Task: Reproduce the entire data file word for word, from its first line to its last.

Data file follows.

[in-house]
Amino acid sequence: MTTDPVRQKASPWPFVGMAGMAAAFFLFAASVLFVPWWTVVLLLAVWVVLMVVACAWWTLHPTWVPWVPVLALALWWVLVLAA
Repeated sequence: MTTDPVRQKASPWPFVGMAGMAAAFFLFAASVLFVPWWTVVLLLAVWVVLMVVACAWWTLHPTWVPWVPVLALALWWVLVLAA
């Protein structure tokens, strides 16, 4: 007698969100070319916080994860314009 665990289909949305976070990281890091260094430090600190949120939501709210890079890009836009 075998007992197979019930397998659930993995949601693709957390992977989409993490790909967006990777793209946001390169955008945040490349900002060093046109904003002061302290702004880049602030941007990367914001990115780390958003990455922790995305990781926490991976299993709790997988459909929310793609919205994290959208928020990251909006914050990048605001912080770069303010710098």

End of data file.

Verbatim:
[in-house]
Amino acid sequence: MTTDPVRQKASPWPFVGMAGMAAAFFLFAASVLFVPWWTVVLLLAVWVVLMVVACAWWTLHPTWVPWVPVLALALWWVLVLAA
Repeated sequence: MTTDPVRQKASPWPFVGMAGMAAAFFLFAASVLFVPWWTVVLLLAVWVVLMVVACAWWTLHPTWVPWVPVLALALWWVLVLAA
């Protein structure tokens, strides 16, 4: 007698969100070319916080994860314009 665990289909949305976070990281890091260094430090600190949120939501709210890079890009836009 075998007992197979019930397998659930993995949601693709957390992977989409993490790909967006990777793209946001390169955008945040490349900002060093046109904003002061302290702004880049602030941007990367914001990115780390958003990455922790995305990781926490991976299993709790997988459909929310793609919205994290959208928020990251909006914050990048605001912080770069303010710098």